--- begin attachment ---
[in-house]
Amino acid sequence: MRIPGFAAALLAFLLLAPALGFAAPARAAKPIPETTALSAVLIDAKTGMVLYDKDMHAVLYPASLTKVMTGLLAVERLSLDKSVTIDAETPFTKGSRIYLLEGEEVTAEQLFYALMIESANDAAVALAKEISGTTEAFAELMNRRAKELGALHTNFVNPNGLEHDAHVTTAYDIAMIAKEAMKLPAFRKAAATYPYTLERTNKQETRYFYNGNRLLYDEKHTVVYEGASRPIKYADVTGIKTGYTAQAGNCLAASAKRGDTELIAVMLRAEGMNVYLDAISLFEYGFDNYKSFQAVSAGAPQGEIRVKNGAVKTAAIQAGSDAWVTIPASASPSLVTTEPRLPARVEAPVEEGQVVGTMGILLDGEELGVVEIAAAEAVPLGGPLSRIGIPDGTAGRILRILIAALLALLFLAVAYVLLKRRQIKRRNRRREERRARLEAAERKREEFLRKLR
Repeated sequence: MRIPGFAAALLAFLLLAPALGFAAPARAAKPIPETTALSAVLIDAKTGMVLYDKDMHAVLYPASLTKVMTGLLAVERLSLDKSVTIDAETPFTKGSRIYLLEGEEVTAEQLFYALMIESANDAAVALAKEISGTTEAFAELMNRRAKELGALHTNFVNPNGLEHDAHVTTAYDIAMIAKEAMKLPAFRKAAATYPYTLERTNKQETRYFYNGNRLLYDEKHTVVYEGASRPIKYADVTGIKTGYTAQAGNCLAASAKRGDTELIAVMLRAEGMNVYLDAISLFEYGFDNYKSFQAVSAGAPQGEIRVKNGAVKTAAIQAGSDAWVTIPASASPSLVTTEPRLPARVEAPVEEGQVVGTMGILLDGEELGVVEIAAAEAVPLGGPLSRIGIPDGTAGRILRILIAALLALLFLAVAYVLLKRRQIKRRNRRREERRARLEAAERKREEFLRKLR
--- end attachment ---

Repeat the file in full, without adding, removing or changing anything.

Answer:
[in-house]
Amino acid sequence: MRIPGFAAALLAFLLLAPALGFAAPARAAKPIPETTALSAVLIDAKTGMVLYDKDMHAVLYPASLTKVMTGLLAVERLSLDKSVTIDAETPFTKGSRIYLLEGEEVTAEQLFYALMIESANDAAVALAKEISGTTEAFAELMNRRAKELGALHTNFVNPNGLEHDAHVTTAYDIAMIAKEAMKLPAFRKAAATYPYTLERTNKQETRYFYNGNRLLYDEKHTVVYEGASRPIKYADVTGIKTGYTAQAGNCLAASAKRGDTELIAVMLRAEGMNVYLDAISLFEYGFDNYKSFQAVSAGAPQGEIRVKNGAVKTAAIQAGSDAWVTIPASASPSLVTTEPRLPARVEAPVEEGQVVGTMGILLDGEELGVVEIAAAEAVPLGGPLSRIGIPDGTAGRILRILIAALLALLFLAVAYVLLKRRQIKRRNRRREERRARLEAAERKREEFLRKLR
Repeated sequence: MRIPGFAAALLAFLLLAPALGFAAPARAAKPIPETTALSAVLIDAKTGMVLYDKDMHAVLYPASLTKVMTGLLAVERLSLDKSVTIDAETPFTKGSRIYLLEGEEVTAEQLFYALMIESANDAAVALAKEISGTTEAFAELMNRRAKELGALHTNFVNPNGLEHDAHVTTAYDIAMIAKEAMKLPAFRKAAATYPYTLERTNKQETRYFYNGNRLLYDEKHTVVYEGASRPIKYADVTGIKTGYTAQAGNCLAASAKRGDTELIAVMLRAEGMNVYLDAISLFEYGFDNYKSFQAVSAGAPQGEIRVKNGAVKTAAIQAGSDAWVTIPASASPSLVTTEPRLPARVEAPVEEGQVVGTMGILLDGEELGVVEIAAAEAVPLGGPLSRIGIPDGTAGRILRILIAALLALLFLAVAYVLLKRRQIKRRNRRREERRARLEAAERKREEFLRKLR